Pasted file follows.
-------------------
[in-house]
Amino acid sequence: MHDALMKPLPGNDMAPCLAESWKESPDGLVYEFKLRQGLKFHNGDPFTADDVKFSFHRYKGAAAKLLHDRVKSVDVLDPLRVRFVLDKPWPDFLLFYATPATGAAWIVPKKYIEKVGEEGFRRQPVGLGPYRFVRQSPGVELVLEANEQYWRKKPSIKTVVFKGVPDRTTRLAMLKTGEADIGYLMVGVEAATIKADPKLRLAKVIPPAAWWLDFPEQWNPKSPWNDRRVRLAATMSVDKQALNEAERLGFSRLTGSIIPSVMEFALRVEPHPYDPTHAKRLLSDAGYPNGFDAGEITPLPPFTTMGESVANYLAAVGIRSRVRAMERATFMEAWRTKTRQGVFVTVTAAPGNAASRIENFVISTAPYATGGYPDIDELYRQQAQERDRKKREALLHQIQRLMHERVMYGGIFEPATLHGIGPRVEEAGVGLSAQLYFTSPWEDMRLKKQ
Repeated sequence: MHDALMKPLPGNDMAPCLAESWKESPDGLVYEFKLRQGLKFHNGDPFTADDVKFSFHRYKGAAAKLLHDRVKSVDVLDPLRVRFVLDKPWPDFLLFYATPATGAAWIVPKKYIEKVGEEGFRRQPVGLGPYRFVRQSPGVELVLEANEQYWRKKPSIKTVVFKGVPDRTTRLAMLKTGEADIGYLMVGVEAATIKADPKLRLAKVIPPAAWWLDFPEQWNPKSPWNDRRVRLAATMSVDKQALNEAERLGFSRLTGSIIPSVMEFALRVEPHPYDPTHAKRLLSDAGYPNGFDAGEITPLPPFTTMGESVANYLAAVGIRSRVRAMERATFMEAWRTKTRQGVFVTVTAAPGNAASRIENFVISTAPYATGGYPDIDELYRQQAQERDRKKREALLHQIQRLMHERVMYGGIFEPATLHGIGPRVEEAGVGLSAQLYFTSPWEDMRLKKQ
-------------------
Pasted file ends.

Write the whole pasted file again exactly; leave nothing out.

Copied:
[in-house]
Amino acid sequence: MHDALMKPLPGNDMAPCLAESWKESPDGLVYEFKLRQGLKFHNGDPFTADDVKFSFHRYKGAAAKLLHDRVKSVDVLDPLRVRFVLDKPWPDFLLFYATPATGAAWIVPKKYIEKVGEEGFRRQPVGLGPYRFVRQSPGVELVLEANEQYWRKKPSIKTVVFKGVPDRTTRLAMLKTGEADIGYLMVGVEAATIKADPKLRLAKVIPPAAWWLDFPEQWNPKSPWNDRRVRLAATMSVDKQALNEAERLGFSRLTGSIIPSVMEFALRVEPHPYDPTHAKRLLSDAGYPNGFDAGEITPLPPFTTMGESVANYLAAVGIRSRVRAMERATFMEAWRTKTRQGVFVTVTAAPGNAASRIENFVISTAPYATGGYPDIDELYRQQAQERDRKKREALLHQIQRLMHERVMYGGIFEPATLHGIGPRVEEAGVGLSAQLYFTSPWEDMRLKKQ
Repeated sequence: MHDALMKPLPGNDMAPCLAESWKESPDGLVYEFKLRQGLKFHNGDPFTADDVKFSFHRYKGAAAKLLHDRVKSVDVLDPLRVRFVLDKPWPDFLLFYATPATGAAWIVPKKYIEKVGEEGFRRQPVGLGPYRFVRQSPGVELVLEANEQYWRKKPSIKTVVFKGVPDRTTRLAMLKTGEADIGYLMVGVEAATIKADPKLRLAKVIPPAAWWLDFPEQWNPKSPWNDRRVRLAATMSVDKQALNEAERLGFSRLTGSIIPSVMEFALRVEPHPYDPTHAKRLLSDAGYPNGFDAGEITPLPPFTTMGESVANYLAAVGIRSRVRAMERATFMEAWRTKTRQGVFVTVTAAPGNAASRIENFVISTAPYATGGYPDIDELYRQQAQERDRKKREALLHQIQRLMHERVMYGGIFEPATLHGIGPRVEEAGVGLSAQLYFTSPWEDMRLKKQ